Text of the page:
Nodes should be printed in level order but alternately from the left and right sides. According to the below example, the first and second levels are easy while the third level is printed: 4(left), 7(right), 5(left), and 6(right), and the fourth level is printed as 8(left), 15(right), 9(left), 14(right), and so on.

Example

Input

Output

1 2 3 4 7 5 6 8 15 8 14 10 13 11 12

Algorithm

The standard level order traversal concept will be slightly altered in this case. We will process TWO nodes simultaneously rather than processing one node at a time. The enqueue order will be: 1st node's left child, 2nd node's right child, 1st node's right child, and 2nd node's left child when pushing children into the queue.

C++ Code

/* C++ program to print perfect binary tree specific level order traversal */
#include <iostream>
#include <queue>
using namespace std;
/* The left and right children of the current Node and the key-value are contained in this class. */
struct Node
{
int data;
Node *left;
Node *right;
};
Node *newNode(int data)
{
Node *node = new Node;
node->data = data;
node->right = node->left = NULL;
return node;
}
/* Print the nodes of a perfect binary tree in given level order. */
void printSpecificLevelOrder(Node *root)
{
if (root == NULL)
return;
/* Let's start with the root and next level. */
cout << root->data;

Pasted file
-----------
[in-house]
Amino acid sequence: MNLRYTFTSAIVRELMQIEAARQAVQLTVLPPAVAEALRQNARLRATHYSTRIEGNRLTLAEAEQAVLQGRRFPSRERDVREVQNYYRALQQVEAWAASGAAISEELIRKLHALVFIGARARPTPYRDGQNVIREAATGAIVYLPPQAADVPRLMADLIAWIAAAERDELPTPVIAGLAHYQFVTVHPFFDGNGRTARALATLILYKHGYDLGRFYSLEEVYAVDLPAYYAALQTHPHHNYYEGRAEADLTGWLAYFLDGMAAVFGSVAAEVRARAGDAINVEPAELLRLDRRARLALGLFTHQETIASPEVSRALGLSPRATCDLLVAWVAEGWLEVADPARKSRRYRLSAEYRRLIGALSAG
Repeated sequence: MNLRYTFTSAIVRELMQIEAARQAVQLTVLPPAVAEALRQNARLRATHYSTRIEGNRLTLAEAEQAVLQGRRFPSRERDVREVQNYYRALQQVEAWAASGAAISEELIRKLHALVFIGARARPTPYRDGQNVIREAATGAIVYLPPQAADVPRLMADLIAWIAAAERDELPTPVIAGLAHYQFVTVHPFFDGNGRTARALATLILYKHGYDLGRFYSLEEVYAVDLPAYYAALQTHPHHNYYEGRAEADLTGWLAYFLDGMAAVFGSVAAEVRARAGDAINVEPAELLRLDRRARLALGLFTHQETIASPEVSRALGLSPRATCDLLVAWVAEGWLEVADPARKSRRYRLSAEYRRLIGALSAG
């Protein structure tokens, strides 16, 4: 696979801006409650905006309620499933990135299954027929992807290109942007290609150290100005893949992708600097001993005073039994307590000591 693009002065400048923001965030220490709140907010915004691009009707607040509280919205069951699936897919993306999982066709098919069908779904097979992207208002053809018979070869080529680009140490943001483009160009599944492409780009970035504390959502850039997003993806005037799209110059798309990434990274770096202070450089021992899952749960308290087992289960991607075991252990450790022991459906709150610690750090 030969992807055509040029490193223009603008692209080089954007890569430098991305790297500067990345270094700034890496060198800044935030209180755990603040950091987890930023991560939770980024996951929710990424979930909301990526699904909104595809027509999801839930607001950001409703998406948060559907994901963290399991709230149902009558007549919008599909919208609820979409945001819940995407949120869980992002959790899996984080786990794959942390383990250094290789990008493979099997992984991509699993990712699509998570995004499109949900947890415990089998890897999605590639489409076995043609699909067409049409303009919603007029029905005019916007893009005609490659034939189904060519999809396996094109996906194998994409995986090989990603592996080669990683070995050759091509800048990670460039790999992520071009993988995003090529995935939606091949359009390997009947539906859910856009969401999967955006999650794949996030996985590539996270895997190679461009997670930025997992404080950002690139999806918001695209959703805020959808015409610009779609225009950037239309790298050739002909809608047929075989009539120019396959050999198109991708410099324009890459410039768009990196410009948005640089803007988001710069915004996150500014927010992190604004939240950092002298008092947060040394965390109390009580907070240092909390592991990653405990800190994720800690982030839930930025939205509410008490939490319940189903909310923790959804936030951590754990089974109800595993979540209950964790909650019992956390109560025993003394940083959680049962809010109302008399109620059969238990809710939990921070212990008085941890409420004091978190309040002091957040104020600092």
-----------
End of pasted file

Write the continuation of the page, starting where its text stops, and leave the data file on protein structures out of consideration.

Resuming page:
/* Right is not checked because it is a perfect Binary Tree. */
if (root->left != NULL)
cout << " " << root->left->data << " " << root->right->data;
/* If there are nodes at the following level in the specified perfect Binary Tree, do anything else. */
if (root->left->left == NULL)
return;
/* Make a queue and add root's left and right children to it. */
queue <Node *> q;
q.push(root->left);
q.push(root->right);
/* Because we process two nodes at once, we require two variables to store the two front items of the queue. */
Node *first = NULL, *second = NULL;
while (!q.empty())
{
/* Pop items from queue */
first = q.front();
q.pop();
second = q.front();
q.pop();
cout << " " << first->left->data << " " << second->right->data;
cout << " " << first->right->data << " " << second->left->data;
if (first->left->left != NULL)
{
q.push(first->left);
q.push(second->right);
q.push(first->right);
q.push(second->left);
}
}
}
/* Main Program */
int main()
{
/* Binary tree creation */
Node *root = newNode(1);
root->left = newNode(2);
root->right = newNode(3);
root->left->left = newNode(4);
root->left->right = newNode(5);
root->right->left = newNode(6);
root->right->right = newNode(7);
root->left->left->left = newNode(8);
root->left->left->right = newNode(9);
root->left->right->left = newNode(10);
root->left->right->right = newNode(11);
root->right->left->left = newNode(12);
root->right->left->right = newNode(13);
root->right->right->left = newNode(14);
root->right->right->right = newNode(15);
printSpecificLevelOrder(root);
return 0;
}

You can also try this code with Online C++ Compiler

/* Java program to print perfect binary tree specific level order traversal */
import java.util.LinkedList;
import java.util.Queue;
/* The left and right children of the current Node and the key-value are contained in this class. */
class Node
{
int data;
Node left, right;
public Node (int item)
{
data = item;
left = right = null;
}
}
class Main
{
Node root;
/* Print the nodes of a perfect binary tree in given level order. */